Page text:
Everything You Need to Know About Pasco County Sheriff Department’s ‘Predictive Policing'
The Pasco County Sheriff's Department is being sued over its "Orwellian" predictive policing program. Find out more in this article written by our senior law clerk, Gabi! #pascocounty
The Pasco County Sheriff's Department and its Predictive Policing ProgramOn June 14, 2011, the Pasco County Sheriff Department established ‘The Intelligence-Led Policing Section’ (ILP). It was created “to advance the agency’s crime fighting initiatives to a modern-day philosophy.” ILP consists of 30 members which include a director, manager, two analyst supervisors, and twenty analysts. ILP implemented as one of its strategies a form of ‘predictive policing’, an attempt to stop potential criminal offenders before they can commit any crimes. They do so by sending deputies to the homes of ‘prolific offenders’, many of whom are children.
This predictive policing prolific offenders list is created using a “crude computer algorithm” created by the Sheriff’s Office that creates a list of individuals they believe with commit crimes in the future. Factors in the equation include an individual’s criminal record, whether they have ever been accused or suspected of a crime, whether they witnessed a crime, or even whether they have ever been the victim of a crime. Once the list is created, deputies are sent out to monitor, “intimidate and harass” people on the list. The deputies gather as much data about these individuals as possible, doing so by showing up to their homes unannounced and interrogating them about their family, friends, and plans for the day. Additionally, once someone has been listed as a prolific offender, they and any friends or family they are associated with can be cited for minor code violations for being “uncooperative,” with one woman fined $2,500 for having chickens in her backyard and another fined $3,000 for having tall grass and missing house numbers.
The Community's ResponseIn response to the harassment and intimidation of many children on the prolific offenders list, 30 local, state-based, and national organizations came together to form the People Against the Surveillance of Child and Over-policing (PASCO) Coalition. This coalition seeks to hold the Pasco County School District accountable for its cooperation with ILP. The School District has illegally shared confidential student information, provided confidential student data, and enabled unlawful surveillance of children and profiled of Pasco County students in conjunction with ILP. This data, including absences and grades, law enforcement records, and Florida Department of Children and Families records, are all sent to ILP so they can “identify at-risk youth who are destined for a life of crime.” ILP uses this data to create a list of targeted students and harasses those on the list with illegal surveillance and intimidation.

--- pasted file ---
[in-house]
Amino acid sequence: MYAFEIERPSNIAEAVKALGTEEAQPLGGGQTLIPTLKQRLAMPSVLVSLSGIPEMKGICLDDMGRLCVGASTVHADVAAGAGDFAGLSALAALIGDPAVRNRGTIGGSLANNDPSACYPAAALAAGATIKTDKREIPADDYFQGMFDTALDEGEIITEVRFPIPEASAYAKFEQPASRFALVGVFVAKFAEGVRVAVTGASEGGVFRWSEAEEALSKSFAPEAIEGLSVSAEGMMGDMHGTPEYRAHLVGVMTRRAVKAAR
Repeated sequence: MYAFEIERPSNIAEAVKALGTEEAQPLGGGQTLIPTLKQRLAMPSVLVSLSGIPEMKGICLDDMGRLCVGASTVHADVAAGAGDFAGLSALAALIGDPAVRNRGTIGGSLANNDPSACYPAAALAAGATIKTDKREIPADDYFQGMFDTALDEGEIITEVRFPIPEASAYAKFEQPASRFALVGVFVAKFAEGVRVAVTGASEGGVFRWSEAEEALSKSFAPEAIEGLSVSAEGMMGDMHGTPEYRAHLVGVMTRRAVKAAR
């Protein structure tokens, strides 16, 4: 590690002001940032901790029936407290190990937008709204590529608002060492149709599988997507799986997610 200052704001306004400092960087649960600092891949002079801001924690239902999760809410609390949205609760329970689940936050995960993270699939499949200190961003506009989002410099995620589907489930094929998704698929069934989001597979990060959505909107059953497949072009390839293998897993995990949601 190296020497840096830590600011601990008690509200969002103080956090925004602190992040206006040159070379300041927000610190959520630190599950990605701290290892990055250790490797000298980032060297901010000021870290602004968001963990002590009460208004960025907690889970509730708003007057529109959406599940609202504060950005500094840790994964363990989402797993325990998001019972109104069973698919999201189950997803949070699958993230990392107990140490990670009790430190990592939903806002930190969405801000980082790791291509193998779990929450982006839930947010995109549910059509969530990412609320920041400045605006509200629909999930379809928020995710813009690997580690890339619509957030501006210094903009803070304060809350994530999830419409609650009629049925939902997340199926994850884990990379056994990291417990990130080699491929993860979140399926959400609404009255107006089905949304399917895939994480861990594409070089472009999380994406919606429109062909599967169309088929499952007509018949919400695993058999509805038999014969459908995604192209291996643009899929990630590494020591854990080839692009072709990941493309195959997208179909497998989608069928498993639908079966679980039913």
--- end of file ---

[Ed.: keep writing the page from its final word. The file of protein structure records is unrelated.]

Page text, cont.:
Recently, the United States Department of Education began an investigation into Pasco County Schools for their cooperation with ILP, specifically the illegal sharing of confidential data. The PASCO Coalition issued a response:
“The school district’s data-sharing policy jeopardizes the safety of vulnerable student populations, exacerbates educational inequities, and violates the rights of students and parents. We applaud the U.S. Department of Education for launching an investigation into the school district’s data-sharing practices. In addition to concerns related to student privacy, we urge the Department to thoroughly examine the unique impact of the school district’s data-sharing policy on students of color, students with disabilities and other vulnerable youth. The PASCO Coalition is hopeful that the Department’s investigation will spark widespread attention to much-needed guidance and training on the Family Educational Rights and Privacy Act (FERPA), which will prevent other schools from sharing private student information that could be used to surveil and police children.”
The Pasco County Sheriff’s Department is also being sued over ILP. The plaintiff’s complaint, filed on March 3, 2021, alleges that the predictive policing program “punishes people for crimes they have not yet committed and may never commit.” Additionally, the complaint argues that the Sheriff’s Department “harasses these people – and their relatives and friends – with relentless visits to their homes at all hours of the day, with unwarranted stops and seizures, and with repeated citations for petty code violations.”
This article was written by Gabi D’Esposito